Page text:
It’s likely that it would be a far lower figure, given the current seaborne market dynamics of ample, and growing supply, and reasonable, but no longer, surging demand growth. Continue Reading →

The Dome School of Mines – by Kelsey Rolfe (CIM Magazine – December 20, 2017)

The mine near Timmins, Ontario has been a fixture on the Canadian mining scene for over a century. At the end of December miners there will work their last shift

The Hocevar family has worked at the Dome mine in the famous Timmins-Porcupine gold camp for nearly 70 years. Joseph joined up after emigrating from Slovenia in 1949, working as an underground miner, and was followed by his sons Edward, a maintenance supervisor, in 1981 and Bill, a mining engineer, in 1984. Edward will be the last Hocevar to work at Dome, which will close its doors and tunnels on Dec. 31.

The Hocevars are just one of many mining families that have long and deep ties to Dome. “There are families that have had multiple generations working at the mine from when it first opened,” said Bill Hocevar, who left Dome in 1992 and is now a business development superintendent at Glencore’s Sudbury Integrated Nickel Operations. Continue Reading →

Why Ontario’s north needs regional governance — and soon – by John Michael McGrath (TV Ontario – January 16, 2018)

ANALYSIS: Northern Ontario isn’t just southern Ontario but colder. It also governs itself differently, writes John Michael McGrath, and the flaws in the current system are starting to show

​Timmins Mayor Steven Black started off 2018 on a sour note, thanks to a government seated nearly 700 kilometres away: Ontario’s. After more than a year of negotiations between Timmins and other municipalities that share the costs of the Cochrane District Social Services Administration Board (which administers services like Ontario Works), the northerners had finally hammered out an agreement that had cleared the necessary hurdles — until the Ministry of Community and Social Services said no via a letter in December.

Minister Helena Jaczek, heeding the call of mayors who preferred the current cost-sharing formula, put a stop to the changes and called on Timmins and its neighbours to reach a mediated solution over the next year. Continue Reading →

(Part 4 of 4) ‘Blood gold’ in your jewelry is poisoning workers and the rainforest. Here’s how to stop it. – by NICHOLAS NEHAMAS, JAY WEAVER AND KYRA GURNEY (Miami Herald – January 16, 2018)

Illegal gold molded into our wedding rings, dangling around our necks and hidden in our smartphones is polluting the rainforest with toxic chemicals and exploiting workers in Latin America.

Gold miners have stripped roughly 415,000 acres of South American tropical forest, an area twice as big as New York City, according to researchers at the University of Puerto Rico — and the rate of deforestation is only getting worse.

In Colombia, teenagers swim in mercury-filled pools of water as they use powerful hoses to suck up gold, an investigation by Massachusetts-based nonprofit Verité found. This week Pope Francis will bring his moral authority to the crisis when he visits Peru’s epicenter of illegal gold mining, Madre de Dios. Continue Reading →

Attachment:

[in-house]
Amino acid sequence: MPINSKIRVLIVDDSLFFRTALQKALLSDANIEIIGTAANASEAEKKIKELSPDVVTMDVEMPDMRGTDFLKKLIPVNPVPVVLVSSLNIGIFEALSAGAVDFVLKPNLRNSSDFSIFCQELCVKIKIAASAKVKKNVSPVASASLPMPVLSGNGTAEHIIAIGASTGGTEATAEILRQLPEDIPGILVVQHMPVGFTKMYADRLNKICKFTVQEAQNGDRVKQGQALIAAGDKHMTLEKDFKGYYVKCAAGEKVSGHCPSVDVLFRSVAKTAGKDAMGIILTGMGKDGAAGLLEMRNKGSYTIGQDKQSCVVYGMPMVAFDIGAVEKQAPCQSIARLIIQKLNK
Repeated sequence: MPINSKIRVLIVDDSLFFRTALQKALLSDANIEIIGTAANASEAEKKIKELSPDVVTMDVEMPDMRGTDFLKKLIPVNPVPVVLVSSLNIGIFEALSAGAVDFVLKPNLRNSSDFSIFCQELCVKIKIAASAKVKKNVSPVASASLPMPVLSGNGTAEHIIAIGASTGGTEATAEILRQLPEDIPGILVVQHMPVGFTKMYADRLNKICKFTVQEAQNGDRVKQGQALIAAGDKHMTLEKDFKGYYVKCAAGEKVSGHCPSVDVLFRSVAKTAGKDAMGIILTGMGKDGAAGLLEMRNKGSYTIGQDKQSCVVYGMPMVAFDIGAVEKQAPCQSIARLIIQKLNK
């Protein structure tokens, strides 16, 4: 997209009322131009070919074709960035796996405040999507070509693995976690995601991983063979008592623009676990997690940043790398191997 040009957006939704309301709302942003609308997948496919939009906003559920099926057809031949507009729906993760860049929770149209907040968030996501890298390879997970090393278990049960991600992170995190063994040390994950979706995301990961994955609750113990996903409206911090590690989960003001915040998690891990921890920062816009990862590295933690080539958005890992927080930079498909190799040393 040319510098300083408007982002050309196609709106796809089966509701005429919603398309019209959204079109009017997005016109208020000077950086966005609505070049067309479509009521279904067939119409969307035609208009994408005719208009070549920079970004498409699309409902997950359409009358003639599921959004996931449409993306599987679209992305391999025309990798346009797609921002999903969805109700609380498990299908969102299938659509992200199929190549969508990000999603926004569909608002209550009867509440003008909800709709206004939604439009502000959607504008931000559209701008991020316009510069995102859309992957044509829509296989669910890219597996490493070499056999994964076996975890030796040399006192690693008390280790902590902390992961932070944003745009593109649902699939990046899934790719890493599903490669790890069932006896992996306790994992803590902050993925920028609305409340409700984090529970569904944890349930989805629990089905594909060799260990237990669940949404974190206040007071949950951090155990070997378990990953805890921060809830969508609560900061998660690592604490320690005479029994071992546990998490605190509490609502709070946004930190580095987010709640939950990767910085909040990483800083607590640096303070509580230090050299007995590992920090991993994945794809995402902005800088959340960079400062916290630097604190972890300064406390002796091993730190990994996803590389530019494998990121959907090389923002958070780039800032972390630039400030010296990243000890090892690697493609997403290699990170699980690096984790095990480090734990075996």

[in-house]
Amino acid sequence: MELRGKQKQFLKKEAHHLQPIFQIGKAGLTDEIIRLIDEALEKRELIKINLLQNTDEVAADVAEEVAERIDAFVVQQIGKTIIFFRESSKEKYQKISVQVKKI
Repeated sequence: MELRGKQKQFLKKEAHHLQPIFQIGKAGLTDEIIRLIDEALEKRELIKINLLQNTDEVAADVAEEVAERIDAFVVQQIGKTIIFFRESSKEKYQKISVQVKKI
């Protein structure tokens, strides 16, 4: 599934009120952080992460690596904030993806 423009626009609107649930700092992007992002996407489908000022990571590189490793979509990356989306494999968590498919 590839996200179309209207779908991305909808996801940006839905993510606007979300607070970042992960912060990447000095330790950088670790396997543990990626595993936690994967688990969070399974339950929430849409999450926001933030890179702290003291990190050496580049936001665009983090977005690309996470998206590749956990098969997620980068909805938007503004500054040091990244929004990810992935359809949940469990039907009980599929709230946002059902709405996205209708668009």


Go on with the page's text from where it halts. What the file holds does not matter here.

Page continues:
(Part 3 of 4) He sold antiques in Florida. Then he helped ‘El Chapo’ launder $100M of dirty gold – by JAY WEAVER AND NICHOLAS NEHAMAS (Miami Herald – January 16, 2018)

The Chicago drug dealers working for notorious Mexican gangster El Chapo had a big problem on their hands: What should they do with the millions of dollars in cash they earned from selling cocaine?

They bought gold. Tens of millions of dollars worth from pawnshops — rings, necklaces and watches. Then they had to find a place to fence it all.

More than a thousand miles away, in an industrial warehouse in South Florida, they found the perfect partner: an obscure gold-trading company called Golden Opportunities. El Chapo’s crew shipped the metal in dozens of FedEx deliveries to the Hallandale Beach company, according to federal court records. Continue Reading →

(Part 2 of 4) Dirty gold is the new cocaine in Colombia — and it’s just as bloody – by JIM WYSS AND KYRA GURNEY (Miami Herald – January 16, 2018)

BARBACOAS, COLOMBIA – The Black Hawk helicopters roared over a remote jungle in southwestern Colombia, ignoring the patchwork of emerald-colored coca fields that seemed to make easy targets.

Instead, they homed in on a yellow backhoe, far from the nearest village or road, tearing into a riverbank searching for a metal that has inspired dreamers and criminals since the Spanish quest for El Dorado: gold.

As the choppers hovered over the muddy clearing, heavily armed police, bristling with grenades, body armor and automatic rifles, rushed at the machine. The stunned backhoe operator fought back briefly, swinging the mechanical arm like a club, before running into the jungle amid a cloud of tear gas. Continue Reading →

(Part 1 of 4) How drug lords make billions smuggling gold to Miami for your jewelry and phones – by JAY WEAVER, NICHOLAS NEHAMAS AND KYRA GURNEY (Miami Herald – January 16, 2018)